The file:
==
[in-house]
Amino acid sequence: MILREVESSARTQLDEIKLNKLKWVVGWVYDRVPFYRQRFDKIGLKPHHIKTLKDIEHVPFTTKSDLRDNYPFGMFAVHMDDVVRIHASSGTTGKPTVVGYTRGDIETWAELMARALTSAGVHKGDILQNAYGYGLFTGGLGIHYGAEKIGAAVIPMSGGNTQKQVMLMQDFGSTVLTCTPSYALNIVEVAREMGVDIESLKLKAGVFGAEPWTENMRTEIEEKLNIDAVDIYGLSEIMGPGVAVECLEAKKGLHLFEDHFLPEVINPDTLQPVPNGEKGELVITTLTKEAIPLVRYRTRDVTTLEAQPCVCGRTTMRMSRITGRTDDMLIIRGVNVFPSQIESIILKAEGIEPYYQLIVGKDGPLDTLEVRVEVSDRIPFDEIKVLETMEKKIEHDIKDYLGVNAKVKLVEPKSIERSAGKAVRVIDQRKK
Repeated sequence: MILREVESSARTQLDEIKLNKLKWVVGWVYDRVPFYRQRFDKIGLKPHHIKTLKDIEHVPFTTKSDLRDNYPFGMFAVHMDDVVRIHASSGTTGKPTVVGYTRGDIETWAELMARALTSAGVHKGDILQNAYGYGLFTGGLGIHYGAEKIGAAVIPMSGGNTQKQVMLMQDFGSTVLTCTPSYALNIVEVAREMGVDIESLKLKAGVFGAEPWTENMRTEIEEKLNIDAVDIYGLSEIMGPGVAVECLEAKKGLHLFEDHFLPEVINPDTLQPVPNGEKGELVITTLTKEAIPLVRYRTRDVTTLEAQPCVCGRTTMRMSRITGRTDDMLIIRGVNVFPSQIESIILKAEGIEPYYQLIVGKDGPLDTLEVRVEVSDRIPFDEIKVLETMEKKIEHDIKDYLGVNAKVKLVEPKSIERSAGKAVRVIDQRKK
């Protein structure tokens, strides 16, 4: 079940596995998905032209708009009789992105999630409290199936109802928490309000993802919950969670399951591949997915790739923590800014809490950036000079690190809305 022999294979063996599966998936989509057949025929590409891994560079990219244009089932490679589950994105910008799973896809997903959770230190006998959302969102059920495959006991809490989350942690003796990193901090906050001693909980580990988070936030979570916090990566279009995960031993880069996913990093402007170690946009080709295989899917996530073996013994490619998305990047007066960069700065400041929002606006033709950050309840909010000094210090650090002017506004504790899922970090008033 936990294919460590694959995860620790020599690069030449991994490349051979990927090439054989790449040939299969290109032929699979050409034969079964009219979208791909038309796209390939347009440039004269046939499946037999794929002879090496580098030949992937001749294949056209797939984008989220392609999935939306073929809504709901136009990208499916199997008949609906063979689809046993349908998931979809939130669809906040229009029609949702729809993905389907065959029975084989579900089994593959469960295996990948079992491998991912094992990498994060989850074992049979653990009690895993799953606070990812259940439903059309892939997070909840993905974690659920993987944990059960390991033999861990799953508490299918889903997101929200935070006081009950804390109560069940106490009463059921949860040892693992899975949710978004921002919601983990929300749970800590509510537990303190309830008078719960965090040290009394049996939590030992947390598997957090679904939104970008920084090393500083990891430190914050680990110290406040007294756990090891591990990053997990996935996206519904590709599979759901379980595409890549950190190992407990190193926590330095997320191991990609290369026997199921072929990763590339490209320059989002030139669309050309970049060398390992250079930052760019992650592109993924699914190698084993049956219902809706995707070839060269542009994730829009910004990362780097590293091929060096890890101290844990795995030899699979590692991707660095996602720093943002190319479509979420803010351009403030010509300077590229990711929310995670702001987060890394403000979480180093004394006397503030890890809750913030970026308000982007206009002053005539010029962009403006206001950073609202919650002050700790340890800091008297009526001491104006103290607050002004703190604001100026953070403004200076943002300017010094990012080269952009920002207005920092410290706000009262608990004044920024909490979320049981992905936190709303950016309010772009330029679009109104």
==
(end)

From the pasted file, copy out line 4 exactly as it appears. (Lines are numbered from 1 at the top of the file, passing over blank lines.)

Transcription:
């Protein structure tokens, strides 16, 4: 079940596995998905032209708009009789992105999630409290199936109802928490309000993802919950969670399951591949997915790739923590800014809490950036000079690190809305 022999294979063996599966998936989509057949025929590409891994560079990219244009089932490679589950994105910008799973896809997903959770230190006998959302969102059920495959006991809490989350942690003796990193901090906050001693909980580990988070936030979570916090990566279009995960031993880069996913990093402007170690946009080709295989899917996530073996013994490619998305990047007066960069700065400041929002606006033709950050309840909010000094210090650090002017506004504790899922970090008033 936990294919460590694959995860620790020599690069030449991994490349051979990927090439054989790449040939299969290109032929699979050409034969079964009219979208791909038309796209390939347009440039004269046939499946037999794929002879090496580098030949992937001749294949056209797939984008989220392609999935939306073929809504709901136009990208499916199997008949609906063979689809046993349908998931979809939130669809906040229009029609949702729809993905389907065959029975084989579900089994593959469960295996990948079992491998991912094992990498994060989850074992049979653990009690895993799953606070990812259940439903059309892939997070909840993905974690659920993987944990059960390991033999861990799953508490299918889903997101929200935070006081009950804390109560069940106490009463059921949860040892693992899975949710978004921002919601983990929300749970800590509510537990303190309830008078719960965090040290009394049996939590030992947390598997957090679904939104970008920084090393500083990891430190914050680990110290406040007294756990090891591990990053997990996935996206519904590709599979759901379980595409890549950190190992407990190193926590330095997320191991990609290369026997199921072929990763590339490209320059989002030139669309050309970049060398390992250079930052760019992650592109993924699914190698084993049956219902809706995707070839060269542009994730829009910004990362780097590293091929060096890890101290844990795995030899699979590692991707660095996602720093943002190319479509979420803010351009403030010509300077590229990711929310995670702001987060890394403000979480180093004394006397503030890890809750913030970026308000982007206009002053005539010029962009403006206001950073609202919650002050700790340890800091008297009526001491104006103290607050002004703190604001100026953070403004200076943002300017010094990012080269952009920002207005920092410290706000009262608990004044920024909490979320049981992905936190709303950016309010772009330029679009109104």